Mending the Disconnect


SeaMar Community Center

Perhaps what makes Rogelio Riojas so effective at providing health services to socioeconomically disadvantaged Latinos in Washington is that he knows firsthand what it’s like to be poor, to not speak the dominant language and to feel like a second-class citizen.

Riojas grew up in rural Texas, but every spring he and his parents took the long drive to Granger, Wash., to pick sugar beets. When the harvest was over, Riojas, his parents and other migrant workers traveled west to Mount Vernon, where they worked the strawberry fields. Next, it was down to central California, where the Riojas family spent summers picking grapes and peaches before heading back to Texas.

But when he was 15, Riojas and his parents settled in the agricultural town of Othello, Wash. In his predominantly white high school, Riojas began to see he was different and was told as much by some students.

That disconnect sparked his activism. In 1969, he enrolled in the University of Washington and joined the UW chapter of the MEChA and Brown Berets, Chicano unity and empowerment organizations. He helped raise funds for Caesar Chavez’s United Farm Workers and participated in the 1972 takeover of the shuttered Beacon Hill Elementary School, which resulted in the formation of El Centro de la Raza, or The Center for People of All Races, community facility.

Around the same time he also helped bring a community health center to Othello.

With degrees from the University of Washington in political science and health administration, Riojas took over operations at Sea Mar, a community clinic that concentrated on the Latino population. Mary Bartolo, regional deputy director at Sea Mar, says since Riojas grew up with a lack of access to health care, providing it to others became one of his drivers in life. “Even when [Latinos] could get it, especially the low-income and uninsured, there was the language barrier,” she adds.

Sea Mar now has 56 clinics and programs throughout Washington, and 45 percent of its clientele is Latino. The range of care features medical, dental, maternal support services, child development, behavioral health, housing and youth programs, including boxing.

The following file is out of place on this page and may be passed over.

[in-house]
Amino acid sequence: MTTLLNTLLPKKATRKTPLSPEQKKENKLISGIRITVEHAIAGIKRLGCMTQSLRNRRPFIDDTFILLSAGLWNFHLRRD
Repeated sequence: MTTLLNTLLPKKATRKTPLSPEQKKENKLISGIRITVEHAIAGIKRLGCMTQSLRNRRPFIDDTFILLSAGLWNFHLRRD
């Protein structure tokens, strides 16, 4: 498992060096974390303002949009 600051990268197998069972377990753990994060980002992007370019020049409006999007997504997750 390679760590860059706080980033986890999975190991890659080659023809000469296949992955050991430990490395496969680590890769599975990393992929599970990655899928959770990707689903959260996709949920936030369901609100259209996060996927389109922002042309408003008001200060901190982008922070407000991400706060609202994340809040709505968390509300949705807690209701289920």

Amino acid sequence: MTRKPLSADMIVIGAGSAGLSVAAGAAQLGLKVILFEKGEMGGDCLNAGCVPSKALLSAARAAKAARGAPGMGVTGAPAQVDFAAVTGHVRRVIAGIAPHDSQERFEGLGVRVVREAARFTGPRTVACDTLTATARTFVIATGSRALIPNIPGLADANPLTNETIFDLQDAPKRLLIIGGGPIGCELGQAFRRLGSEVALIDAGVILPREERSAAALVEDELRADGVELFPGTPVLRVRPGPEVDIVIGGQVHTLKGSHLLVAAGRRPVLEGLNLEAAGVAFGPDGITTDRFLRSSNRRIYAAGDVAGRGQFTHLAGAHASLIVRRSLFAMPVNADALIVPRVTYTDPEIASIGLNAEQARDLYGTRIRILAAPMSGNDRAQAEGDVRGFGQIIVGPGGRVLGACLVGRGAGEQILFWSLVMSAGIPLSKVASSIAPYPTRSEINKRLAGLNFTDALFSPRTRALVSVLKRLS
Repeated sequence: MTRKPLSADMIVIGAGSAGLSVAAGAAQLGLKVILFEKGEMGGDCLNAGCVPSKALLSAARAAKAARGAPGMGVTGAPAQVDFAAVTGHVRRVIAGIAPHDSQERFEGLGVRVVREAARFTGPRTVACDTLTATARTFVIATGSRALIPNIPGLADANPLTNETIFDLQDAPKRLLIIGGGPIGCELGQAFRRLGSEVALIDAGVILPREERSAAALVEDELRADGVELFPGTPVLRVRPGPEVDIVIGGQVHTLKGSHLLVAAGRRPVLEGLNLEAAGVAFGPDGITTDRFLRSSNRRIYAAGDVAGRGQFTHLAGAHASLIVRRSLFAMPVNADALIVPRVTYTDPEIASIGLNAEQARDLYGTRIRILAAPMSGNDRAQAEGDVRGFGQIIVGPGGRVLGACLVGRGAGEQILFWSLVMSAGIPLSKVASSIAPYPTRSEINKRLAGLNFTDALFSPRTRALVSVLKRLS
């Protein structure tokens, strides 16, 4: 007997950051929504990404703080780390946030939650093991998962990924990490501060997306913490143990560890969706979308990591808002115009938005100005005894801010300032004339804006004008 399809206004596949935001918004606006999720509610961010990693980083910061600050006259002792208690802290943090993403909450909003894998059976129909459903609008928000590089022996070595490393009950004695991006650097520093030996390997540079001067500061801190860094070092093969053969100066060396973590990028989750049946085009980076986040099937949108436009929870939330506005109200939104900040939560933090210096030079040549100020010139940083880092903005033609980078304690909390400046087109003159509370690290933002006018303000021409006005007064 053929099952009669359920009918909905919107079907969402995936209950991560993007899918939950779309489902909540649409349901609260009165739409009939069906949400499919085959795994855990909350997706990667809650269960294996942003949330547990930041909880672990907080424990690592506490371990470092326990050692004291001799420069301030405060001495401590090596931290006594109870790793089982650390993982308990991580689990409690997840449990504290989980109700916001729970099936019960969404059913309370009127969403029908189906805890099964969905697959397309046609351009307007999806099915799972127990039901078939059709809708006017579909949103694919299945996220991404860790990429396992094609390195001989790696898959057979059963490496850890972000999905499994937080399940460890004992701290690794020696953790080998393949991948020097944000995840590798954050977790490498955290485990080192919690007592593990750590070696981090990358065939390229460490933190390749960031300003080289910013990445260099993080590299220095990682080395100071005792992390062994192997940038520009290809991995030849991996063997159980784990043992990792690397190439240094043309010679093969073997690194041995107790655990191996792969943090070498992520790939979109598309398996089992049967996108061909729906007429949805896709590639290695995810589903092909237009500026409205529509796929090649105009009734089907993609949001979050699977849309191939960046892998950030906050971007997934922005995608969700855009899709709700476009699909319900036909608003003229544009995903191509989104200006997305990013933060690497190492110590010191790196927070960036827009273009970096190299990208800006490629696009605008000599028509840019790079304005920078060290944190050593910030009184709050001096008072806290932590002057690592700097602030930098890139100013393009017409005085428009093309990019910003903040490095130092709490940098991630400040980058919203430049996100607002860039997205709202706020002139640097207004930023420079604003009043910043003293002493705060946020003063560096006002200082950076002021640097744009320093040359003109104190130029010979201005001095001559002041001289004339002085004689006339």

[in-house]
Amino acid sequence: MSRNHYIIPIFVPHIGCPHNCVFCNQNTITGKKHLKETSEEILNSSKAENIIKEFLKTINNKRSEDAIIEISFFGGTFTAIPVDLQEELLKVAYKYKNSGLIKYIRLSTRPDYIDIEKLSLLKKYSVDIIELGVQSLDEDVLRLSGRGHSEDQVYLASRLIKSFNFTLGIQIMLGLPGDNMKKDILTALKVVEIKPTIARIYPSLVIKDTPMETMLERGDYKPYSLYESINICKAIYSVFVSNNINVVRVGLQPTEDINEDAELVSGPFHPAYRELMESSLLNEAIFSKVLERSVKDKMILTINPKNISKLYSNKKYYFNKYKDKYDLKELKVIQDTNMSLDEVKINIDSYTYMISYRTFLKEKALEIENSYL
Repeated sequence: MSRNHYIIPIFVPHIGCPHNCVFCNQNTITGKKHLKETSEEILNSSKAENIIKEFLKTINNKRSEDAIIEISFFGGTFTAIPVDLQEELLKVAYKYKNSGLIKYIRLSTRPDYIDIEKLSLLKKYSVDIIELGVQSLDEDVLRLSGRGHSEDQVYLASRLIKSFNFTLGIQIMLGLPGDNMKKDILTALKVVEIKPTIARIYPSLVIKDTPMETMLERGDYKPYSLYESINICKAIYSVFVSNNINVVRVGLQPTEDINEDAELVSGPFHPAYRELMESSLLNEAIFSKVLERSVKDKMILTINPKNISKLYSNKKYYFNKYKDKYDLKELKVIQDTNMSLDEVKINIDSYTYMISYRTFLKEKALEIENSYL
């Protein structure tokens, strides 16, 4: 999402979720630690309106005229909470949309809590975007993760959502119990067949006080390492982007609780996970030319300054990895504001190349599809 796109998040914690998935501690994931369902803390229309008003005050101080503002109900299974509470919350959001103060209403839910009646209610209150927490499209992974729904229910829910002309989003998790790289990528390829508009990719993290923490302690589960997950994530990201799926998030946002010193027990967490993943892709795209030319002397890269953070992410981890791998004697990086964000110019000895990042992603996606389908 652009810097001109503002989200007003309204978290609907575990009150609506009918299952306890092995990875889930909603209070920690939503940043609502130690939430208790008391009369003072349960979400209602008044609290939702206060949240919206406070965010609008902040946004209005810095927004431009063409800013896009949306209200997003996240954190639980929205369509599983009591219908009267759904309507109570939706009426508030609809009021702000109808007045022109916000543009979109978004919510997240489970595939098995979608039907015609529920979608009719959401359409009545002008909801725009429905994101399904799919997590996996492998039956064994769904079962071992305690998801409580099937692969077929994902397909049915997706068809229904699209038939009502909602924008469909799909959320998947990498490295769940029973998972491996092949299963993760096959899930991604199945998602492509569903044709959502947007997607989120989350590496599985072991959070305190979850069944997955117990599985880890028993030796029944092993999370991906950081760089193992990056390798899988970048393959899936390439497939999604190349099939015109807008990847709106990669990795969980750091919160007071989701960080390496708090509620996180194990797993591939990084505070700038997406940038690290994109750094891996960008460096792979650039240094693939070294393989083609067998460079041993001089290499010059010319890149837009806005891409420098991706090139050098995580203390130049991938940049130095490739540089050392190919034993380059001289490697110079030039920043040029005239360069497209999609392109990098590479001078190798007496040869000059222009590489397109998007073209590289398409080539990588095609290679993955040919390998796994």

Bastyr University, External Site Program

The largest university for natural health arts and sciences in the country, Bastyr University offers free or low-cost naturopathic care to underserved populations in King County through its 15-year-old external site program. Students in advanced naturopathic medicine and acupuncture and Oriental medicine treat patients at 12 locations, including a downtown homeless shelter, a rural community center in Carnation and the Country Doctor Clinic for low-income patients on Seattle’s Capitol Hill. The program reached 3,567 patients in 2009.

Airlift Northwest

Before a group of hospitals founded this air medical transport service in 1982, the outcomes for victims of bear attacks in remote British Columbia or survivors of capsized crab boats on Puget Sound or patients in need of an emergency transplants in rural Eastern Washington looked quite different. With helicopters, a Lear jet and a turbo prop stationed in cities from Juneau, Alaska, to Olympia, Wash., and critical-care nurses aboard each flight, Airlift Northwest has made the difference in saving the lives of many of the 80,000 people it has cared for so far.

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